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Learning from each other in the context of personalisation and self-build social care

Learning from each other in the context of personalisation and self-build social care
Learning from each other in the context of personalisation and self-build social care
UK policy for adults with intellectual disabilities no longer supports state-provided building-based day care but promotes personalised care and support under individuals’ control with choice of community-based opportunities. The research explored experiences of this new terrain and the informal learning involved. An initial scoping review was followed by interviews with key service providers in one urban and one rural area in England and one of each in Scotland. Next, ethnographic fieldwork with people with intellectual disabilities involved a flexible mix of observations, interviews, focus groups, and participant-generated visual data. Thematic analysis involved an iterative mix of deductive and inductive coding. Findings showed informal peer learning ranged from ad hoc to structurally supported. Though learning was often tacit, support was valued and agency developed. The availability of local supportive people and schemes and time spent in them to develop new skills and identities was vital to people self-building community lives.
intellectual disabilities; personalisation; peer learning; lifelong learning; informal learning
0968-7599
Nind, Melanie
b1e294c7-0014-483e-9320-e2a0346dffef
Coverdale, Andrew
27ac1a1c-5502-4ee3-b0e2-fc9226ff7b22
Croydon, Abigail Elizabeth
Nind, Melanie
b1e294c7-0014-483e-9320-e2a0346dffef
Coverdale, Andrew
27ac1a1c-5502-4ee3-b0e2-fc9226ff7b22
Croydon, Abigail Elizabeth

Nind, Melanie, Coverdale, Andrew and Croydon, Abigail Elizabeth (2020) Learning from each other in the context of personalisation and self-build social care. Disability & Society, [CDSO 1812378]. (doi:10.1080/09687599.2020.1812378). (In Press)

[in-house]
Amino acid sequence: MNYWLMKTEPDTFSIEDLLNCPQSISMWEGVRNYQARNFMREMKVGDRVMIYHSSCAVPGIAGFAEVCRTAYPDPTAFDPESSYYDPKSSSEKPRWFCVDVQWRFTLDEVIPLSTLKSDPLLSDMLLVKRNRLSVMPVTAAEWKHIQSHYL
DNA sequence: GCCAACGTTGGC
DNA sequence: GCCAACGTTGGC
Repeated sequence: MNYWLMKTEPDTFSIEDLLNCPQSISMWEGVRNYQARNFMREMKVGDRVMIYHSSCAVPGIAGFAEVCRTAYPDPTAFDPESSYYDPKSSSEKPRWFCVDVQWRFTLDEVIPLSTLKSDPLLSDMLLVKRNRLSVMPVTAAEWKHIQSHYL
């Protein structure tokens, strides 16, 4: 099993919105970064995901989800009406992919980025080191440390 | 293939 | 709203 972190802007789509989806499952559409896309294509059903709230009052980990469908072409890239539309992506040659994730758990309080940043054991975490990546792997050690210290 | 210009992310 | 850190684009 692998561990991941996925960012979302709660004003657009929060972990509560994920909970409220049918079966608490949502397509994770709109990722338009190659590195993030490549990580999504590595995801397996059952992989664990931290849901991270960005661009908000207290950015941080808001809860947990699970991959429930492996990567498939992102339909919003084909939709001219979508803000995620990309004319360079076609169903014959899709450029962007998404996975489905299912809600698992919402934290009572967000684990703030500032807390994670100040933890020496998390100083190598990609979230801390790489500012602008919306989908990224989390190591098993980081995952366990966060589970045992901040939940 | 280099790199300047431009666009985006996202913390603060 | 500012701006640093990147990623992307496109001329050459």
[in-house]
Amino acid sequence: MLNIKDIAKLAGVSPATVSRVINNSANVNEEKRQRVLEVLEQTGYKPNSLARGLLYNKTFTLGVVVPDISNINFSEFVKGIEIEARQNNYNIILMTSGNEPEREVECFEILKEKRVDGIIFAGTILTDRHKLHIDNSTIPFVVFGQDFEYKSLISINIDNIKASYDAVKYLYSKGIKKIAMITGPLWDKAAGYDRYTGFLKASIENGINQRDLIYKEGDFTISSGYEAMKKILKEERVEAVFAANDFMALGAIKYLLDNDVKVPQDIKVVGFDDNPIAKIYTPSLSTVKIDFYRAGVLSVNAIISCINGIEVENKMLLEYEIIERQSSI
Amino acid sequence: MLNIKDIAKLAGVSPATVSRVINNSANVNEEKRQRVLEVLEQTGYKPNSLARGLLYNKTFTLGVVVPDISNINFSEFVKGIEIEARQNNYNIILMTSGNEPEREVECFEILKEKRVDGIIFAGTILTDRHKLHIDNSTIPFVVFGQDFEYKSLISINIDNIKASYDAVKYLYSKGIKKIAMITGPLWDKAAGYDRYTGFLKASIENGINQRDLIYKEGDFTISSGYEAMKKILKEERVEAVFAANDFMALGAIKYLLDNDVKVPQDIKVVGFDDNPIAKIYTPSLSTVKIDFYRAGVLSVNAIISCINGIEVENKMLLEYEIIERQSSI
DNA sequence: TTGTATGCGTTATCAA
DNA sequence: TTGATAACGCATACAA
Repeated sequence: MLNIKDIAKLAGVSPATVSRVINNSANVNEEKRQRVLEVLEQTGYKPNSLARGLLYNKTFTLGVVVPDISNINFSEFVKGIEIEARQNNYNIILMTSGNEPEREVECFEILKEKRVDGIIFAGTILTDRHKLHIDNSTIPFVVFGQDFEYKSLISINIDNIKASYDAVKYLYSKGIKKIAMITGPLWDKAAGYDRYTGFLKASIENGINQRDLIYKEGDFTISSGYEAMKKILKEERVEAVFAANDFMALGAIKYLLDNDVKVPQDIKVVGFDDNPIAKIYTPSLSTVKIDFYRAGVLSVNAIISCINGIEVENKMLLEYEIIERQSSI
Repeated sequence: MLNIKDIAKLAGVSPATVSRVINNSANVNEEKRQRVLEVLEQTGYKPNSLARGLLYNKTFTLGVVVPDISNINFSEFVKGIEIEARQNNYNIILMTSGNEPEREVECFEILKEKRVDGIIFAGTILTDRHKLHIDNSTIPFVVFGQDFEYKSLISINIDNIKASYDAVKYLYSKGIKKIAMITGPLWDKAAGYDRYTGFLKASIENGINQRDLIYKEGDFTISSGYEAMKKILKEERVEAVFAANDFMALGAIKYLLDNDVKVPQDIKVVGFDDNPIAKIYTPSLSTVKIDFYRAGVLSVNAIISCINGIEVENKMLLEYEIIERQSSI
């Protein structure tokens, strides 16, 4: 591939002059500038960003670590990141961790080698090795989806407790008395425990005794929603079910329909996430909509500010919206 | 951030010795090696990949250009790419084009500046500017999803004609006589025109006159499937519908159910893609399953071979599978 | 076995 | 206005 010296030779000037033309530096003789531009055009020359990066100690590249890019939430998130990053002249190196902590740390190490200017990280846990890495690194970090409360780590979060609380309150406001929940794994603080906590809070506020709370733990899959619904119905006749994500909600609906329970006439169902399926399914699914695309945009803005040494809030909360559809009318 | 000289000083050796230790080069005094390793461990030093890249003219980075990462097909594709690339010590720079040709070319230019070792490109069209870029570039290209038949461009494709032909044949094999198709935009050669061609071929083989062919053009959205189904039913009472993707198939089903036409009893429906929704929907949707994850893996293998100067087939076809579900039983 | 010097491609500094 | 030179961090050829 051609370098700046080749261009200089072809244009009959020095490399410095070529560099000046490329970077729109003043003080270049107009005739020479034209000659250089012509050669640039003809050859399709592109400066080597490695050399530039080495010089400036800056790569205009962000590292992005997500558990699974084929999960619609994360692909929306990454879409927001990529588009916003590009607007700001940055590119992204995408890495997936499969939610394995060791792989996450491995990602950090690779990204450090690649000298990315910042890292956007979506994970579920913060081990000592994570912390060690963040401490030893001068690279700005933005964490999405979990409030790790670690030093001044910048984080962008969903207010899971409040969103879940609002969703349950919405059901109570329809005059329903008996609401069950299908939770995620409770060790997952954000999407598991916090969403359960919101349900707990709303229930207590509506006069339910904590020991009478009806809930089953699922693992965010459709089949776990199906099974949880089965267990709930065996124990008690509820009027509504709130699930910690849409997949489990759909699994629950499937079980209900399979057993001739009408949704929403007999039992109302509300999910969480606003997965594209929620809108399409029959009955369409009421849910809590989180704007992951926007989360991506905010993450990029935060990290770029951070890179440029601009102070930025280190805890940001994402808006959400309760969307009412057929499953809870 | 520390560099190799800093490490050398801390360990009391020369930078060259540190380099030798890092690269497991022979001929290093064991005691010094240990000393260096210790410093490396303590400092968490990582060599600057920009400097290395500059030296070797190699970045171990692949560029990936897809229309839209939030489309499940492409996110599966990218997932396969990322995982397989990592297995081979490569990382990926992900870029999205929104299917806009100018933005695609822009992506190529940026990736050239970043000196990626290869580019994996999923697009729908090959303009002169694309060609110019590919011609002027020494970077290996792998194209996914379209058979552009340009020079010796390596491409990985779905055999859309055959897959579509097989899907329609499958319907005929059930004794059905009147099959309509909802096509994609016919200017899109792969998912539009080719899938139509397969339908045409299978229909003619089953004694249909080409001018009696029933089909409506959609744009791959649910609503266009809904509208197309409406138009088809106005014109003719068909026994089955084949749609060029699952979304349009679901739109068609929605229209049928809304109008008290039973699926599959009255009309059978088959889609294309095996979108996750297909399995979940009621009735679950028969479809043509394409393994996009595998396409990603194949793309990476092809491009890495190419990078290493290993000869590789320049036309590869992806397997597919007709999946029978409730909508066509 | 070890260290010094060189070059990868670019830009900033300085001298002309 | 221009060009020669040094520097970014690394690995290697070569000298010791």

Record type: Article

Abstract

UK policy for adults with intellectual disabilities no longer supports state-provided building-based day care but promotes personalised care and support under individuals’ control with choice of community-based opportunities. The research explored experiences of this new terrain and the informal learning involved. An initial scoping review was followed by interviews with key service providers in one urban and one rural area in England and one of each in Scotland. Next, ethnographic fieldwork with people with intellectual disabilities involved a flexible mix of observations, interviews, focus groups, and participant-generated visual data. Thematic analysis involved an iterative mix of deductive and inductive coding. Findings showed informal peer learning ranged from ad hoc to structurally supported. Though learning was often tacit, support was valued and agency developed. The availability of local supportive people and schemes and time spent in them to develop new skills and identities was vital to people self-building community lives.

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Learning_from_each_other_FINAL_ACCEPTED - Accepted Manuscript
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Learning from each other_FINAL ACCEPTED
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More information

Accepted/In Press date: 6 August 2020
Keywords: intellectual disabilities; personalisation; peer learning; lifelong learning; informal learning

Identifiers

Local EPrints ID: 443464
URI: http://eprints.soton.ac.uk/id/eprint/443464
ISSN: 0968-7599
PURE UUID: bc6ab433-c7bb-4ba9-a25b-0811f81cbbfc
ORCID for Melanie Nind: ORCID iD orcid.org/0000-0003-4070-7513

Catalogue record

Date deposited: 26 Aug 2020 16:35
Last modified: 02 Nov 2020 17:34

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